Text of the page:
At a reception held Sept. 30 at York’s Keele campus, President and Vice-Chancellor Mamdouh Shoukri and Vice-President Advancement Jeff O’Hagan announced a new gift from the Jackman family in support of the University’s Department of Philosophy.
The gift, totalling $1 million, will be divided between the Philosophy Graduate Awards Endowment and the Philosophy Department Conference Fund.
Henry Jackman, associate professor with the Department of Philosophy, speaking on behalf of his family at the event
Two thirds of the gift will be used to establish the Philosophy Graduate Awards Endowment, and will be matched two to one by the Graduate Studies Awards Program, to create a $2-million endowment. The remaining one third will establish the Philosophy Department Conference Fund, which will be used to host academic conferences, workshops, speakers or other events that contribute to the academic life of the Department of Philosophy at York University.
“With this latest gift, the Jackman family has positioned themselves as champions of education at York,” said Shoukri at the event. “Not only will this generous gift allow us to improve academic and research opportunities for graduate students in our Department of Philosophy, but our increased conference resources will enhance the department’s profile and thought leadership. Gifts like this are a vote of confidence in our programs and send a strong message that even as we build up other areas of strength, such as engineering, we are committed to a continuing investment in our proud tradition of offering the highest quality liberal arts education at York.”
The Jackman family have been valued supporters of York University for many years, contributing significantly to the University’s vision for the future. For more than two decades, Hal Jackman, who served as the 25th lieutenant governor of Ontario from 1991 to 1997, his wife Maruja and the Jackman Foundation have generously invested in York University’s students and programs.
The Jackman family at the Sept. 30 reception to celebrate their gift in support of the University’s Department of Philosophy
Their gifts include the Newton-Rowell Entrance Scholarship at Osgoode Hall Law School, as well as the Newton W. Rowell Graduate Scholarship, also at Osgoode Hall. This is in addition to their many contributions to the Art Gallery of York University and their support of numerous other scholarships and causes that help York students to grow, prosper and succeed.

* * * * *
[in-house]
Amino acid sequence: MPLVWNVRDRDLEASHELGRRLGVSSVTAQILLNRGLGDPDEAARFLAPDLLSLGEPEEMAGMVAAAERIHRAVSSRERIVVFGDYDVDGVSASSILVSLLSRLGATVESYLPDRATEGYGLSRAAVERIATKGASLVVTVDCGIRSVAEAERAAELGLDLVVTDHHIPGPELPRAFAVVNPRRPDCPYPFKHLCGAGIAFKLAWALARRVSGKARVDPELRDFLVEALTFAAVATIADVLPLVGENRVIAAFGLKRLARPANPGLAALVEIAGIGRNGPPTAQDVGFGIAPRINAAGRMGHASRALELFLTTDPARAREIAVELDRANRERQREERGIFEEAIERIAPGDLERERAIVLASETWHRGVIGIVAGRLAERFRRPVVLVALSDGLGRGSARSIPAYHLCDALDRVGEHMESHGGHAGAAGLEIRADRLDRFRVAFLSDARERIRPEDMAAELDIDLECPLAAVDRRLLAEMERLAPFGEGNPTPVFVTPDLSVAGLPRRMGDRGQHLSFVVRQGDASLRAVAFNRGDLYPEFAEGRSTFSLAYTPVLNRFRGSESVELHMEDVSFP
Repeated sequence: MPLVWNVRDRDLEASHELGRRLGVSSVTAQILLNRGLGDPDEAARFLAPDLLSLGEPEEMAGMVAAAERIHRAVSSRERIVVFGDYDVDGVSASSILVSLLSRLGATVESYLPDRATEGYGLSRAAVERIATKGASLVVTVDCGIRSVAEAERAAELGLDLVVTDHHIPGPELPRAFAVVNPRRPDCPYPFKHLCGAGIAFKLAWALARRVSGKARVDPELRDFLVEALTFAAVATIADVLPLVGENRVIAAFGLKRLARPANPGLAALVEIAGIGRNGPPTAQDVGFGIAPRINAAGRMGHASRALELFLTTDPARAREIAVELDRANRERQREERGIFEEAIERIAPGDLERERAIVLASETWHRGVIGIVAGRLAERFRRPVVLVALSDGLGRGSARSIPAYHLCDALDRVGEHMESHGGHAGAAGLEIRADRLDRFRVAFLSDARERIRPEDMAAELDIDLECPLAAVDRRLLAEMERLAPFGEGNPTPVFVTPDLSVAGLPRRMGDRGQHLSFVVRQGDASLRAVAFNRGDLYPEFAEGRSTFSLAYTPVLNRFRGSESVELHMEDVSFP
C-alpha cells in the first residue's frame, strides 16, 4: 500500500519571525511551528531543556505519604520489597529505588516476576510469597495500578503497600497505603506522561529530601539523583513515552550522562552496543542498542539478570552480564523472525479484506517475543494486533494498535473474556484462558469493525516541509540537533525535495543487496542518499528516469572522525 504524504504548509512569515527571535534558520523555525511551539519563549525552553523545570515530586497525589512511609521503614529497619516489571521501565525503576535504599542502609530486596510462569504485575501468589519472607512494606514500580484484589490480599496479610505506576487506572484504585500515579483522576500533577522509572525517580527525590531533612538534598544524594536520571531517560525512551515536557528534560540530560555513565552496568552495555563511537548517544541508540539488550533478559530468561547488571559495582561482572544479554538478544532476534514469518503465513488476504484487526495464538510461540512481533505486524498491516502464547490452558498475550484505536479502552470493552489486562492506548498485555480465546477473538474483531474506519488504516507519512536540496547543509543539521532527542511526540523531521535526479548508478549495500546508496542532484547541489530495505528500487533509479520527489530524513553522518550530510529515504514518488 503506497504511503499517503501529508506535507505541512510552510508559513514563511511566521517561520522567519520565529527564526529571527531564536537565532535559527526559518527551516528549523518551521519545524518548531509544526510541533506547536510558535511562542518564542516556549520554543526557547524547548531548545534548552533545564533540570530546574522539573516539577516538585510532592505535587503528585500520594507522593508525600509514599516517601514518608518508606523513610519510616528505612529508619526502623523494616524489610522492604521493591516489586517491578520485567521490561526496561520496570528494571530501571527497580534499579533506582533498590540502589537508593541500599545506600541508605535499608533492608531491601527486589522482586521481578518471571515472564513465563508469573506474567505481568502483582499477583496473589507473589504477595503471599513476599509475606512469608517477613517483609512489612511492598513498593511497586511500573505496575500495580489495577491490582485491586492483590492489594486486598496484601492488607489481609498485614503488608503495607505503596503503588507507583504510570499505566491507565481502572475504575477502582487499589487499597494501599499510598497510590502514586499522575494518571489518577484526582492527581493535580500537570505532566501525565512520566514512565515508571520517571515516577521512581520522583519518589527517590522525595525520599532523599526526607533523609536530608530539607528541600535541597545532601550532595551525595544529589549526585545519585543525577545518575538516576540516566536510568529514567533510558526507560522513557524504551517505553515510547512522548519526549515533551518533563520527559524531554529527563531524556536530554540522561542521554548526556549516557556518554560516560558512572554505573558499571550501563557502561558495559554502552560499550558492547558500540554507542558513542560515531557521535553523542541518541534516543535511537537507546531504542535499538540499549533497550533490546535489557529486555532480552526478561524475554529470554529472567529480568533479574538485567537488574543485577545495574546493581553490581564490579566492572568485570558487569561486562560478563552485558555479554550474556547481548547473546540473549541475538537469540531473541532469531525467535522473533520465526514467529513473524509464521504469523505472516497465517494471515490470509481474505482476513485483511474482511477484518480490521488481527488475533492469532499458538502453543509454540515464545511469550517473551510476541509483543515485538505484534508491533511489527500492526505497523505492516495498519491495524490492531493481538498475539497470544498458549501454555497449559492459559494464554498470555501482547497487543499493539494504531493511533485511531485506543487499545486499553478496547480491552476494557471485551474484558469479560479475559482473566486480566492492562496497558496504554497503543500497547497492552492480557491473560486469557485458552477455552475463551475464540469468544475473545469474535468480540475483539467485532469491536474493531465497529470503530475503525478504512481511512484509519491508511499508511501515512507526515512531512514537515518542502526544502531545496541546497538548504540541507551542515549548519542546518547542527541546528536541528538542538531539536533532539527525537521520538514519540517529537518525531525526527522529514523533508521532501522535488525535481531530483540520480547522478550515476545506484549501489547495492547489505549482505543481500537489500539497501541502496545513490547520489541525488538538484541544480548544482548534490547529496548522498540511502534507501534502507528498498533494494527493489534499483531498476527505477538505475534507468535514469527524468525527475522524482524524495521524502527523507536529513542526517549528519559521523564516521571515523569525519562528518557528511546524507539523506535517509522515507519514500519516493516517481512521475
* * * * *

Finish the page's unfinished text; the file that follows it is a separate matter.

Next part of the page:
Henry Jackman, currently a professor in York’s Department of Philosophy, shared why his family decided to initiate this gift: “Our family has enjoyed a long and sustained relationship with York University for decades. Hal Jackman, my father, served a lengthy tenure on York’s Board of Governors, while several of my relatives have also graduated from the University. In a sense, we were raised by York graduate students. Knowing that, we felt it was important to give something back to a school that had given us so much.”
Also in attendance at the announcement were many senior members of York’s academic and administrative communities, including Martin Singer, dean of York’s Faculty of Liberal Arts & Professional Studies, and Robert Myers, professor and chair of the Department of Philosophy.
“When I began my academic career, the humanities were a fundamental part of higher education,” said Singer, adding that today, it is “more important than ever to support these areas with the resources and opportunities necessary for them to thrive. York’s Department of Philosophy is already among the top rated in the world and, with the help of the Jackman family’s tremendous gift, it will be able to take a significant leap forward.”
Members of the York University community present a commemorative gift of thanks to the Jackman family
Myers echoed these sentiments and shared his enthusiasm for the future of the department. “This is a great day for philosophy at York. I am unbelievably excited about the possibilities created with the support of this gift from the Jackman family. York’s philosophy program has historically had to compete for resources and students with schools that are both older and better equipped. This gift levels that playing field, meaning great things for the department and for what we’ll be able to do for our students.”